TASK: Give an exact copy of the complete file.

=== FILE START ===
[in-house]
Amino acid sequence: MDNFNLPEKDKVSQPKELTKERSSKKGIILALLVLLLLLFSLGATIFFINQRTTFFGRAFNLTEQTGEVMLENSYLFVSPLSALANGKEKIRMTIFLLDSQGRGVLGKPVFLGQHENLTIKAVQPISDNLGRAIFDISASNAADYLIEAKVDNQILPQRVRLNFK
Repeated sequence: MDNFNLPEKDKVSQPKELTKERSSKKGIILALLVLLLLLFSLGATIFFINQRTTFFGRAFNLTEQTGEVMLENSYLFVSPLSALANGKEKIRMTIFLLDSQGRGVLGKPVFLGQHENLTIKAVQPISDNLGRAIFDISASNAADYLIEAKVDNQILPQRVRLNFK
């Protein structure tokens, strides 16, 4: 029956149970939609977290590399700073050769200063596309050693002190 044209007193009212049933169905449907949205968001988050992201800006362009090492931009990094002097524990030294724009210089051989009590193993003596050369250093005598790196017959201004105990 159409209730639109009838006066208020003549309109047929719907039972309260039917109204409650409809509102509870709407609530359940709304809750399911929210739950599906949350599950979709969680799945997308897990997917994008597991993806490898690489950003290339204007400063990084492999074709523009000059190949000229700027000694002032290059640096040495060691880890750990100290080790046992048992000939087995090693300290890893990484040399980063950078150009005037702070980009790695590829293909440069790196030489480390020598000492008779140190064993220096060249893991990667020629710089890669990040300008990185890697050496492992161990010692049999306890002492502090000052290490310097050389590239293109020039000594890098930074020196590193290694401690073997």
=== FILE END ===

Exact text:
[in-house]
Amino acid sequence: MDNFNLPEKDKVSQPKELTKERSSKKGIILALLVLLLLLFSLGATIFFINQRTTFFGRAFNLTEQTGEVMLENSYLFVSPLSALANGKEKIRMTIFLLDSQGRGVLGKPVFLGQHENLTIKAVQPISDNLGRAIFDISASNAADYLIEAKVDNQILPQRVRLNFK
Repeated sequence: MDNFNLPEKDKVSQPKELTKERSSKKGIILALLVLLLLLFSLGATIFFINQRTTFFGRAFNLTEQTGEVMLENSYLFVSPLSALANGKEKIRMTIFLLDSQGRGVLGKPVFLGQHENLTIKAVQPISDNLGRAIFDISASNAADYLIEAKVDNQILPQRVRLNFK
């Protein structure tokens, strides 16, 4: 029956149970939609977290590399700073050769200063596309050693002190 044209007193009212049933169905449907949205968001988050992201800006362009090492931009990094002097524990030294724009210089051989009590193993003596050369250093005598790196017959201004105990 159409209730639109009838006066208020003549309109047929719907039972309260039917109204409650409809509102509870709407609530359940709304809750399911929210739950599906949350599950979709969680799945997308897990997917994008597991993806490898690489950003290339204007400063990084492999074709523009000059190949000229700027000694002032290059640096040495060691880890750990100290080790046992048992000939087995090693300290890893990484040399980063950078150009005037702070980009790695590829293909440069790196030489480390020598000492008779140190064993220096060249893991990667020629710089890669990040300008990185890697050496492992161990010692049999306890002492502090000052290490310097050389590239293109020039000594890098930074020196590193290694401690073997």